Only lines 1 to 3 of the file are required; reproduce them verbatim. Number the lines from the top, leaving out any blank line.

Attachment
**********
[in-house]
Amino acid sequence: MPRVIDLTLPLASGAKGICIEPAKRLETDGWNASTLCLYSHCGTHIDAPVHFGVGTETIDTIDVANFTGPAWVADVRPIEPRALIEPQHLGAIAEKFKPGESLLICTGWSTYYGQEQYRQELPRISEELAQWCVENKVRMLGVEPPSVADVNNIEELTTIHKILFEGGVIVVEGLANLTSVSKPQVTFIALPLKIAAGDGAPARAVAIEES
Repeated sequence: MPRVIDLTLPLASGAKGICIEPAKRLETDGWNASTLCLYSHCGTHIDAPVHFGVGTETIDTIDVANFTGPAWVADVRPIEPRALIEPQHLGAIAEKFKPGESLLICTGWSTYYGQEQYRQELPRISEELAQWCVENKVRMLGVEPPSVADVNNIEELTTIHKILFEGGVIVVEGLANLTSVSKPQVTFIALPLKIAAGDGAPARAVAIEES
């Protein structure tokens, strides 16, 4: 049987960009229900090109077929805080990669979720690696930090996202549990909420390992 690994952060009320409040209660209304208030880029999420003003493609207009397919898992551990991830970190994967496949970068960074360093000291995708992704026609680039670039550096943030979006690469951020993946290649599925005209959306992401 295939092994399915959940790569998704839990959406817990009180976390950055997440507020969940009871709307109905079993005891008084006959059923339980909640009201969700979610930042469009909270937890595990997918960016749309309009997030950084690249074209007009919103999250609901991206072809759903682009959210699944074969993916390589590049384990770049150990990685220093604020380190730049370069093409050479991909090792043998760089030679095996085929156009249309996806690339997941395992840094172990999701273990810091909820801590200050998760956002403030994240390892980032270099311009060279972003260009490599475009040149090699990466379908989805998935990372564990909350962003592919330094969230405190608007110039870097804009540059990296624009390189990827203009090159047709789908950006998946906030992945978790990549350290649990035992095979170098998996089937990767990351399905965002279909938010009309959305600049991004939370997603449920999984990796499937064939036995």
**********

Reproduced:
[in-house]
Amino acid sequence: MPRVIDLTLPLASGAKGICIEPAKRLETDGWNASTLCLYSHCGTHIDAPVHFGVGTETIDTIDVANFTGPAWVADVRPIEPRALIEPQHLGAIAEKFKPGESLLICTGWSTYYGQEQYRQELPRISEELAQWCVENKVRMLGVEPPSVADVNNIEELTTIHKILFEGGVIVVEGLANLTSVSKPQVTFIALPLKIAAGDGAPARAVAIEES
Repeated sequence: MPRVIDLTLPLASGAKGICIEPAKRLETDGWNASTLCLYSHCGTHIDAPVHFGVGTETIDTIDVANFTGPAWVADVRPIEPRALIEPQHLGAIAEKFKPGESLLICTGWSTYYGQEQYRQELPRISEELAQWCVENKVRMLGVEPPSVADVNNIEELTTIHKILFEGGVIVVEGLANLTSVSKPQVTFIALPLKIAAGDGAPARAVAIEES